## Sunday, February 27, 2011

### OCW-18.443: problem-set#4

My solutions to 4th problem set in MIT-Statistics for Applications course.

You should read the handout given with this assignment as same material is not covered in the text book.

1. We can simply use the known(derived in exp-8.4.3 of "Mathematical Statistics and Data Analysis") formulae. Here is the R-terminal interaction...
> data = c(0.312,0.238,0.446,0.968,0.576,0.471,0.596)
>
> estimated_variance = var(data)
> estimated_mean = mean(data)
>
> estimated_lambda = estimated_mean / estimated_variance
> estimated_lambda
[1] 9.089924
>
> estimated_alpha = (estimated_mean * estimated_mean)/estimated_variance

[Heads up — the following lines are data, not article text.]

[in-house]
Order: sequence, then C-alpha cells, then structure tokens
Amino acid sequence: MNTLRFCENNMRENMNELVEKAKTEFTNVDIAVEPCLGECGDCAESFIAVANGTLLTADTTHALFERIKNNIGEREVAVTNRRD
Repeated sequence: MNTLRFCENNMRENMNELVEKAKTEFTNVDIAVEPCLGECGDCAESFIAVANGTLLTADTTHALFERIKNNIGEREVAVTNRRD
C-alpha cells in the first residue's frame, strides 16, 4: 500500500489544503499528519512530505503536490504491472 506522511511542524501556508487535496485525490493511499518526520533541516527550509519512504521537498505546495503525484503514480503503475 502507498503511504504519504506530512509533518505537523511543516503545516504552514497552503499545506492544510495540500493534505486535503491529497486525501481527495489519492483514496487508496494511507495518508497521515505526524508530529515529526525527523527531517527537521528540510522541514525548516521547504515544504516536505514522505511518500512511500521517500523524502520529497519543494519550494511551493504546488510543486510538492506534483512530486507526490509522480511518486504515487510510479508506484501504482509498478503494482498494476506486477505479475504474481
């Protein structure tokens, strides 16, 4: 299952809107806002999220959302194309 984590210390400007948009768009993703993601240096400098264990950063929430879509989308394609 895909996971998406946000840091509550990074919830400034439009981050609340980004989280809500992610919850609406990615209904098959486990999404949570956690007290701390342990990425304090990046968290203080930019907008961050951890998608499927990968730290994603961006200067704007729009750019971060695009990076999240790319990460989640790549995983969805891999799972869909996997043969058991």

> estimated_alpha
[1] 4.683908
>
>

2. Let T(X) be an unbiased estimator of \$p^2\$
Then E[T(X)] = \$p^2\$
=> T(0)P(X=0) + T(1)P(X=1) + T(2)P(X=2) = \$p^2\$
=> \${(1-p)}^2\$T(0) + 2p(1-p)T(1) + \$p^2\$T(2) = \$p^2\$
...
...
=> \$p^2\$(T(0) - 2T(1) + T(2) - 1) + 2p(T(1) - T(0)) + T(0) = 0

For above to be true for all values of p in [0,1], we have
T(0) - 2T(1) + T(2) - 1 = 0
T(1) - T(0) = 0
T(0) = 0

On solving above we get
T(0) = 0
T(1) = 0
T(2) = 1

This is the unbiased estimator of \$p^2\$. Most surprising part of above estimator is that it estimates \$p^2\$ to be 0 even if X = 1 that is there was one success(and hence p should not be 0)

3.

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